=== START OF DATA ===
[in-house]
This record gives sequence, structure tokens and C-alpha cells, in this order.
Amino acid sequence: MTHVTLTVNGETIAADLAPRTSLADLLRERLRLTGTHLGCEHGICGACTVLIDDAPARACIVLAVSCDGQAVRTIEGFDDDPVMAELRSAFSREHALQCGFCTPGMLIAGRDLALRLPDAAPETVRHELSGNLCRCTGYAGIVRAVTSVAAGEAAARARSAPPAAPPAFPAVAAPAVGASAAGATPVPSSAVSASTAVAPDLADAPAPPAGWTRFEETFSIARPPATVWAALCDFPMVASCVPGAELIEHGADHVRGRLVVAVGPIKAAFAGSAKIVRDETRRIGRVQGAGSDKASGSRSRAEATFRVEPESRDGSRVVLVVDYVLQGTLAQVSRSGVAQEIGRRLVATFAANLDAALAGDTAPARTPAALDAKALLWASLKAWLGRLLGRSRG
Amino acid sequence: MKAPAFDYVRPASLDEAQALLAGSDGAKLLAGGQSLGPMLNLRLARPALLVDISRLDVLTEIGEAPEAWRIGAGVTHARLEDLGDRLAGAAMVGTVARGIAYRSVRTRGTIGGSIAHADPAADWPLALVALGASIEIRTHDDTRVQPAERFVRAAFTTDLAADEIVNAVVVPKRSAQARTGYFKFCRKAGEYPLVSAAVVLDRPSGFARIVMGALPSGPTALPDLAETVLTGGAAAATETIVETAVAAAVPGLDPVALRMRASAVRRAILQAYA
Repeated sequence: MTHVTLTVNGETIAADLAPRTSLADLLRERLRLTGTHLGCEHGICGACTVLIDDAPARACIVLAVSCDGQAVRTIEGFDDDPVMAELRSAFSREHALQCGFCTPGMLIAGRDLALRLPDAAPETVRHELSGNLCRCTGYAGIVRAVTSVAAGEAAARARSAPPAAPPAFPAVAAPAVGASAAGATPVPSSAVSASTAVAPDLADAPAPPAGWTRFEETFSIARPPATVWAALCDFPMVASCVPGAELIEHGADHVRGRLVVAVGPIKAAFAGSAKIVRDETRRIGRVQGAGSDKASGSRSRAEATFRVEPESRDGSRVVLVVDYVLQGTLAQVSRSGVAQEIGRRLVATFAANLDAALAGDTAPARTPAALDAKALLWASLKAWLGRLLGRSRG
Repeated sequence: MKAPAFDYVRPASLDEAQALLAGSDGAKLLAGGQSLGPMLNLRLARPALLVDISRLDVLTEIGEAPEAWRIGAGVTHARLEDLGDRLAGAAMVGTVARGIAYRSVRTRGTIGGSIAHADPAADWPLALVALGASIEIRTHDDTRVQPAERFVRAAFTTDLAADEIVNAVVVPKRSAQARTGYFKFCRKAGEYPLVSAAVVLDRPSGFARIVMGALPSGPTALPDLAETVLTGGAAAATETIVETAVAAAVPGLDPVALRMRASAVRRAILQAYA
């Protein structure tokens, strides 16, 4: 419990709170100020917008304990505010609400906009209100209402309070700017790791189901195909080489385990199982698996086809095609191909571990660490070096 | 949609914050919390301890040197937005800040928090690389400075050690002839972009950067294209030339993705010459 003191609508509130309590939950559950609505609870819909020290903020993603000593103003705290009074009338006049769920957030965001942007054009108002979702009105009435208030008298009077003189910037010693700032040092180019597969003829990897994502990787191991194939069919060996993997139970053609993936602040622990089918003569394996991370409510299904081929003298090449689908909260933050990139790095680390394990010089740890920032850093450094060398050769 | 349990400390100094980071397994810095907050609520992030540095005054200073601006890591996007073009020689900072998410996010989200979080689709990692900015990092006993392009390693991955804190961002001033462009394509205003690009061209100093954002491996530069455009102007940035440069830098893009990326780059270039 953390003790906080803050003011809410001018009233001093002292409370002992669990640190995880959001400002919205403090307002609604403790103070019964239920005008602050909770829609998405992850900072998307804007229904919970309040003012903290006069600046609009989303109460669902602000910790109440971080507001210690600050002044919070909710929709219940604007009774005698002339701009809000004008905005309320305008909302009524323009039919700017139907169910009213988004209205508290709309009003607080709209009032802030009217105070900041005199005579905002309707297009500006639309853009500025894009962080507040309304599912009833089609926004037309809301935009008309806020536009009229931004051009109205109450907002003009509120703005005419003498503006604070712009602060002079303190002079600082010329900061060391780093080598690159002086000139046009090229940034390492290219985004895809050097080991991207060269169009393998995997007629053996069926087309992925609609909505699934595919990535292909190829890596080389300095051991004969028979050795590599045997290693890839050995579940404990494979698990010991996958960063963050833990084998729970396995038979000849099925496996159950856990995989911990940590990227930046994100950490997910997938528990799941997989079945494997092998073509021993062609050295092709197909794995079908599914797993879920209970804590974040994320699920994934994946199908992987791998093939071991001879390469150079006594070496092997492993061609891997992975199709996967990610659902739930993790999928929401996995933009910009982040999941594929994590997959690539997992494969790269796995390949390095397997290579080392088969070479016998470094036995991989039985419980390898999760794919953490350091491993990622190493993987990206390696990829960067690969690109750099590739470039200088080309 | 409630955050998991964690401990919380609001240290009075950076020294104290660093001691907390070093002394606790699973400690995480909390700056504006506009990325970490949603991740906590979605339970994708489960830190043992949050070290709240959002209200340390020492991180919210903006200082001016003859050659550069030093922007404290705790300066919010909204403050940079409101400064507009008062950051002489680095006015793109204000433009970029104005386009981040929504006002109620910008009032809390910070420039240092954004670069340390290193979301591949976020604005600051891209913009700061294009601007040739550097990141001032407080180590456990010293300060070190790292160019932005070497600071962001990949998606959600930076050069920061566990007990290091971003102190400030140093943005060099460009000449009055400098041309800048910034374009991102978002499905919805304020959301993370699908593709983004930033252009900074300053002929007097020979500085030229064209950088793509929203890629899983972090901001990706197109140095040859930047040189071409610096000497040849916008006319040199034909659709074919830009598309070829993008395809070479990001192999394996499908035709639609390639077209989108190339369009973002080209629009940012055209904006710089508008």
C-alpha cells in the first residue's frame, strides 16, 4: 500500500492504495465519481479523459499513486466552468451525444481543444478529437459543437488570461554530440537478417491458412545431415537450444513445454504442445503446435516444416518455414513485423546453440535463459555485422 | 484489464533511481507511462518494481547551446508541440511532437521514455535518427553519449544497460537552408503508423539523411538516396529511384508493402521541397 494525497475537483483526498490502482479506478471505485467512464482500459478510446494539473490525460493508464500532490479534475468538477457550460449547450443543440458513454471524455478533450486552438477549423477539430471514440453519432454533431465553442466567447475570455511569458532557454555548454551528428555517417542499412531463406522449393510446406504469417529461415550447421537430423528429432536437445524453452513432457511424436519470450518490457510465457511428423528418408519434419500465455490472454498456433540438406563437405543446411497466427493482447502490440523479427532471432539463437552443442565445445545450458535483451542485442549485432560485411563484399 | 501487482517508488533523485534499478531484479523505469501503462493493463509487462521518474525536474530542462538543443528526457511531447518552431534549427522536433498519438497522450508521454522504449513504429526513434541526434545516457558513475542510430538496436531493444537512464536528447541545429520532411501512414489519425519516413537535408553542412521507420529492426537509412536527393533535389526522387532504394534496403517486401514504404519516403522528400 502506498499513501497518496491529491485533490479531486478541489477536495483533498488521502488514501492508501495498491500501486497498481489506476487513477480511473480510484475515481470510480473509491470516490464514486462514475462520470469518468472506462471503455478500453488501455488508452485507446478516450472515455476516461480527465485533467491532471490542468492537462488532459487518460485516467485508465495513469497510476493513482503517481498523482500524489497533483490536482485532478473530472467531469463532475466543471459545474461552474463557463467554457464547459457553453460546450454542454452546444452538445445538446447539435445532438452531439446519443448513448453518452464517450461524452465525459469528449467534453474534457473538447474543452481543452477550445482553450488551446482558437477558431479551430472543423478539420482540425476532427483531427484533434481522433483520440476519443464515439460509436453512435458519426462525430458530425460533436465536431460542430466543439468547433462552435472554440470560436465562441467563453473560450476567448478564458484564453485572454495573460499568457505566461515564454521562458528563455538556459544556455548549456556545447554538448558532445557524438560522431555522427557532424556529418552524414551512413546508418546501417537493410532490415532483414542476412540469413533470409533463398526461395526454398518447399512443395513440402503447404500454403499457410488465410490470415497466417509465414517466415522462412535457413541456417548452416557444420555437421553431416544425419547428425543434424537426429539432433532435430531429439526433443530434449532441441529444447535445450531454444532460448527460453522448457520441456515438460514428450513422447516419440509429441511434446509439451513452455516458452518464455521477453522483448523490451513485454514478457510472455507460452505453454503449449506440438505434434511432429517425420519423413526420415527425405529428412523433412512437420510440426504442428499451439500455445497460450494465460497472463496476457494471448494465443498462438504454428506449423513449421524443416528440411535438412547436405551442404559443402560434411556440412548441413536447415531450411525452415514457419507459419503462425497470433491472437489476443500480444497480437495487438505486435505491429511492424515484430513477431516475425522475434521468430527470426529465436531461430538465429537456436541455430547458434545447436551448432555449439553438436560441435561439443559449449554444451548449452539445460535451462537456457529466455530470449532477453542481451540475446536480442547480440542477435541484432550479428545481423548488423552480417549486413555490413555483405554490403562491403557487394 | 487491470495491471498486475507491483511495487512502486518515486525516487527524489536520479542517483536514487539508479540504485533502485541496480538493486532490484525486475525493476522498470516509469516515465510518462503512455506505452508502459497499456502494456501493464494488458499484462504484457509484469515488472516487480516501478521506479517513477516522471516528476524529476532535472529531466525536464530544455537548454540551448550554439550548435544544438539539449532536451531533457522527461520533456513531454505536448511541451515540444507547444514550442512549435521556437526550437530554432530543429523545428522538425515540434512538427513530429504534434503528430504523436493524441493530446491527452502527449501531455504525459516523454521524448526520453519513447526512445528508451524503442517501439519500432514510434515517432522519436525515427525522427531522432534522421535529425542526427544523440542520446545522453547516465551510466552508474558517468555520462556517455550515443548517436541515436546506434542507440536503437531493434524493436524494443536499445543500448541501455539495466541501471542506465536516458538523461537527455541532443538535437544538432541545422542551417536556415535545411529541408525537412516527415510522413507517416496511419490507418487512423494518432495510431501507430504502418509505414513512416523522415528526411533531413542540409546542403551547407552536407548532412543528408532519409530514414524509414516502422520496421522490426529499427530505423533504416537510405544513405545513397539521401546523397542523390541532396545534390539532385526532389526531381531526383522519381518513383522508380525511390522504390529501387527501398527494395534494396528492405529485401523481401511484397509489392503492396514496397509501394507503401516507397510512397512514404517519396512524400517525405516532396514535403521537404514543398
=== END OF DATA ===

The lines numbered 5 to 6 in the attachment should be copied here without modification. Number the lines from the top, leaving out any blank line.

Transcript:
Repeated sequence: MTHVTLTVNGETIAADLAPRTSLADLLRERLRLTGTHLGCEHGICGACTVLIDDAPARACIVLAVSCDGQAVRTIEGFDDDPVMAELRSAFSREHALQCGFCTPGMLIAGRDLALRLPDAAPETVRHELSGNLCRCTGYAGIVRAVTSVAAGEAAARARSAPPAAPPAFPAVAAPAVGASAAGATPVPSSAVSASTAVAPDLADAPAPPAGWTRFEETFSIARPPATVWAALCDFPMVASCVPGAELIEHGADHVRGRLVVAVGPIKAAFAGSAKIVRDETRRIGRVQGAGSDKASGSRSRAEATFRVEPESRDGSRVVLVVDYVLQGTLAQVSRSGVAQEIGRRLVATFAANLDAALAGDTAPARTPAALDAKALLWASLKAWLGRLLGRSRG
Repeated sequence: MKAPAFDYVRPASLDEAQALLAGSDGAKLLAGGQSLGPMLNLRLARPALLVDISRLDVLTEIGEAPEAWRIGAGVTHARLEDLGDRLAGAAMVGTVARGIAYRSVRTRGTIGGSIAHADPAADWPLALVALGASIEIRTHDDTRVQPAERFVRAAFTTDLAADEIVNAVVVPKRSAQARTGYFKFCRKAGEYPLVSAAVVLDRPSGFARIVMGALPSGPTALPDLAETVLTGGAAAATETIVETAVAAAVPGLDPVALRMRASAVRRAILQAYA